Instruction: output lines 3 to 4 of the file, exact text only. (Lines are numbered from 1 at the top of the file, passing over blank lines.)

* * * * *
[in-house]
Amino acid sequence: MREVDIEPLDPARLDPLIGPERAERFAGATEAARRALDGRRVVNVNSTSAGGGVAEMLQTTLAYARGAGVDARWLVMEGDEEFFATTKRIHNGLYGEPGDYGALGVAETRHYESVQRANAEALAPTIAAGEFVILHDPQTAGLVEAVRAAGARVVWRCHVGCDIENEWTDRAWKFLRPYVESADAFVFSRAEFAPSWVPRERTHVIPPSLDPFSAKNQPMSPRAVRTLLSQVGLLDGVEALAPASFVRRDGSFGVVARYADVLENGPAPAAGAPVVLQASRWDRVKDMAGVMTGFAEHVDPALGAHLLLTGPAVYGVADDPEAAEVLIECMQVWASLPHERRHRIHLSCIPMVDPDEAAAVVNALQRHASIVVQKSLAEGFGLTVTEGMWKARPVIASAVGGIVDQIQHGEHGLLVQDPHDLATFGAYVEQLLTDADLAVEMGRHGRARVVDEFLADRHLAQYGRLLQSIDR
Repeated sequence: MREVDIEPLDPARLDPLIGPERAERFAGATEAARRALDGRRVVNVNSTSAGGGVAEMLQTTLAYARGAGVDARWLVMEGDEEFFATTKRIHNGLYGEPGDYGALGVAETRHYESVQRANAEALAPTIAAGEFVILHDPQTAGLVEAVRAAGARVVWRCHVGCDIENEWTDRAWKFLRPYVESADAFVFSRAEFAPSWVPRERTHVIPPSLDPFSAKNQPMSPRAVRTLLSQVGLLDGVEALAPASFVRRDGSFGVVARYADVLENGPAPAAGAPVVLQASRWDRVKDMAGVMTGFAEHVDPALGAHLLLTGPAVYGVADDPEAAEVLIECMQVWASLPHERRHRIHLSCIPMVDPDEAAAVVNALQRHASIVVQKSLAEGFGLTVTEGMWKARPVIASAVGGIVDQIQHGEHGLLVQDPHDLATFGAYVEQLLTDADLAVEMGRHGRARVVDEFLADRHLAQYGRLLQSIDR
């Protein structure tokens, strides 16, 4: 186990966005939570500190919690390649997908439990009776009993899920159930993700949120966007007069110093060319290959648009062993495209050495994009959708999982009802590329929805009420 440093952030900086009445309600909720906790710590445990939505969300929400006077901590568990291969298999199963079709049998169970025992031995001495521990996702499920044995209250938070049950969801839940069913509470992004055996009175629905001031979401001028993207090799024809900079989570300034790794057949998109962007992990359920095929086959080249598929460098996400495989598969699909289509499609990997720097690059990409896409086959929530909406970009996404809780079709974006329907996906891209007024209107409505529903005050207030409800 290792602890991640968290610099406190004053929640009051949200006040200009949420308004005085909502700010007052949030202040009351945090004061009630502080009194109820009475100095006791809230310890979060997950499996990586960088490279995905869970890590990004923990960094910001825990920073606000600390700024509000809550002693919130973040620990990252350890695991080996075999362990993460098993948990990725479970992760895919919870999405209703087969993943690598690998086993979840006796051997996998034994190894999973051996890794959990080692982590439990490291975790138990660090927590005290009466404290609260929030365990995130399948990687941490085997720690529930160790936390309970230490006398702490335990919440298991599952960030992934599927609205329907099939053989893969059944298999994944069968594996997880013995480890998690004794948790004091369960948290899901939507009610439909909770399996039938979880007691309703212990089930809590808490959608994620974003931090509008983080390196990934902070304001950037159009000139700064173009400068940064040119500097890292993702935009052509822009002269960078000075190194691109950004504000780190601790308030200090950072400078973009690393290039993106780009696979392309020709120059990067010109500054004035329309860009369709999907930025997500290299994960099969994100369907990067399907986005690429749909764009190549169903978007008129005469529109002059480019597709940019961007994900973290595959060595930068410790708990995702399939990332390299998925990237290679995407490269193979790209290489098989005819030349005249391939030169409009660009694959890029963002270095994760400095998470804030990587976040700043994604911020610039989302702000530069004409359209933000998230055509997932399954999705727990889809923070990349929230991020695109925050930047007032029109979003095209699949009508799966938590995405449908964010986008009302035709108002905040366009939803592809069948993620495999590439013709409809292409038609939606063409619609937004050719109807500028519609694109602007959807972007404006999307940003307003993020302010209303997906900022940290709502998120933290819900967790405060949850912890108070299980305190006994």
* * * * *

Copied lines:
Repeated sequence: MREVDIEPLDPARLDPLIGPERAERFAGATEAARRALDGRRVVNVNSTSAGGGVAEMLQTTLAYARGAGVDARWLVMEGDEEFFATTKRIHNGLYGEPGDYGALGVAETRHYESVQRANAEALAPTIAAGEFVILHDPQTAGLVEAVRAAGARVVWRCHVGCDIENEWTDRAWKFLRPYVESADAFVFSRAEFAPSWVPRERTHVIPPSLDPFSAKNQPMSPRAVRTLLSQVGLLDGVEALAPASFVRRDGSFGVVARYADVLENGPAPAAGAPVVLQASRWDRVKDMAGVMTGFAEHVDPALGAHLLLTGPAVYGVADDPEAAEVLIECMQVWASLPHERRHRIHLSCIPMVDPDEAAAVVNALQRHASIVVQKSLAEGFGLTVTEGMWKARPVIASAVGGIVDQIQHGEHGLLVQDPHDLATFGAYVEQLLTDADLAVEMGRHGRARVVDEFLADRHLAQYGRLLQSIDR
């Protein structure tokens, strides 16, 4: 186990966005939570500190919690390649997908439990009776009993899920159930993700949120966007007069110093060319290959648009062993495209050495994009959708999982009802590329929805009420 440093952030900086009445309600909720906790710590445990939505969300929400006077901590568990291969298999199963079709049998169970025992031995001495521990996702499920044995209250938070049950969801839940069913509470992004055996009175629905001031979401001028993207090799024809900079989570300034790794057949998109962007992990359920095929086959080249598929460098996400495989598969699909289509499609990997720097690059990409896409086959929530909406970009996404809780079709974006329907996906891209007024209107409505529903005050207030409800 290792602890991640968290610099406190004053929640009051949200006040200009949420308004005085909502700010007052949030202040009351945090004061009630502080009194109820009475100095006791809230310890979060997950499996990586960088490279995905869970890590990004923990960094910001825990920073606000600390700024509000809550002693919130973040620990990252350890695991080996075999362990993460098993948990990725479970992760895919919870999405209703087969993943690598690998086993979840006796051997996998034994190894999973051996890794959990080692982590439990490291975790138990660090927590005290009466404290609260929030365990995130399948990687941490085997720690529930160790936390309970230490006398702490335990919440298991599952960030992934599927609205329907099939053989893969059944298999994944069968594996997880013995480890998690004794948790004091369960948290899901939507009610439909909770399996039938979880007691309703212990089930809590808490959608994620974003931090509008983080390196990934902070304001950037159009000139700064173009400068940064040119500097890292993702935009052509822009002269960078000075190194691109950004504000780190601790308030200090950072400078973009690393290039993106780009696979392309020709120059990067010109500054004035329309860009369709999907930025997500290299994960099969994100369907990067399907986005690429749909764009190549169903978007008129005469529109002059480019597709940019961007994900973290595959060595930068410790708990995702399939990332390299998925990237290679995407490269193979790209290489098989005819030349005249391939030169409009660009694959890029963002270095994760400095998470804030990587976040700043994604911020610039989302702000530069004409359209933000998230055509997932399954999705727990889809923070990349929230991020695109925050930047007032029109979003095209699949009508799966938590995405449908964010986008009302035709108002905040366009939803592809069948993620495999590439013709409809292409038609939606063409619609937004050719109807500028519609694109602007959807972007404006999307940003307003993020302010209303997906900022940290709502998120933290819900967790405060949850912890108070299980305190006994």